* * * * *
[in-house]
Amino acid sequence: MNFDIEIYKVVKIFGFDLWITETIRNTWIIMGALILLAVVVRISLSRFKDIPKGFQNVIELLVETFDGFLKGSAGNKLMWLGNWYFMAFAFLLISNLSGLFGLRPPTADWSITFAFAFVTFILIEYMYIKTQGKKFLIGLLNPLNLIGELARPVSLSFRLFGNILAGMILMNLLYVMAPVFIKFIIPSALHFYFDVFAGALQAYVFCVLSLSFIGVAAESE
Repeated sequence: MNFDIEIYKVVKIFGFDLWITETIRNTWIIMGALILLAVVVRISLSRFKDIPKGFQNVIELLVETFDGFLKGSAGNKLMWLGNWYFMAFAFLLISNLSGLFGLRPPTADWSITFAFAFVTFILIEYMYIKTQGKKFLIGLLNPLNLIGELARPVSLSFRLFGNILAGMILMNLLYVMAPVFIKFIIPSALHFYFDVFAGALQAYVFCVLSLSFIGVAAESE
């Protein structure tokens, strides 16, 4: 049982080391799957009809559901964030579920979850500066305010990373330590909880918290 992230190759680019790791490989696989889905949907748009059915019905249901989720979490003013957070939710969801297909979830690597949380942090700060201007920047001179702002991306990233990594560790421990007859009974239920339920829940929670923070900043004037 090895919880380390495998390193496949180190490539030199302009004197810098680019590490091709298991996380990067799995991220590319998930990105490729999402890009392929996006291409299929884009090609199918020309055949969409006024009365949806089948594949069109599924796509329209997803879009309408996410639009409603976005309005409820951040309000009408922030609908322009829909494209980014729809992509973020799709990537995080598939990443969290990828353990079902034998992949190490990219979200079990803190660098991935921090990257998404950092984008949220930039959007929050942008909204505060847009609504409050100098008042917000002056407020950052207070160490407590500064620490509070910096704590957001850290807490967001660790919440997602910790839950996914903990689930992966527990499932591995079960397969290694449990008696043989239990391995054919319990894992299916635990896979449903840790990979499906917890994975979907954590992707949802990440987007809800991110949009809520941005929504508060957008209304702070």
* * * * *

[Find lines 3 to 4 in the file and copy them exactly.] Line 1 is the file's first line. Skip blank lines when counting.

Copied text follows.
Repeated sequence: MNFDIEIYKVVKIFGFDLWITETIRNTWIIMGALILLAVVVRISLSRFKDIPKGFQNVIELLVETFDGFLKGSAGNKLMWLGNWYFMAFAFLLISNLSGLFGLRPPTADWSITFAFAFVTFILIEYMYIKTQGKKFLIGLLNPLNLIGELARPVSLSFRLFGNILAGMILMNLLYVMAPVFIKFIIPSALHFYFDVFAGALQAYVFCVLSLSFIGVAAESE
């Protein structure tokens, strides 16, 4: 049982080391799957009809559901964030579920979850500066305010990373330590909880918290 992230190759680019790791490989696989889905949907748009059915019905249901989720979490003013957070939710969801297909979830690597949380942090700060201007920047001179702002991306990233990594560790421990007859009974239920339920829940929670923070900043004037 090895919880380390495998390193496949180190490539030199302009004197810098680019590490091709298991996380990067799995991220590319998930990105490729999402890009392929996006291409299929884009090609199918020309055949969409006024009365949806089948594949069109599924796509329209997803879009309408996410639009409603976005309005409820951040309000009408922030609908322009829909494209980014729809992509973020799709990537995080598939990443969290990828353990079902034998992949190490990219979200079990803190660098991935921090990257998404950092984008949220930039959007929050942008909204505060847009609504409050100098008042917000002056407020950052207070160490407590500064620490509070910096704590957001850290807490967001660790919440997602910790839950996914903990689930992966527990499932591995079960397969290694449990008696043989239990391995054919319990894992299916635990896979449903840790990979499906917890994975979907954590992707949802990440987007809800991110949009809520941005929504508060957008209304702070």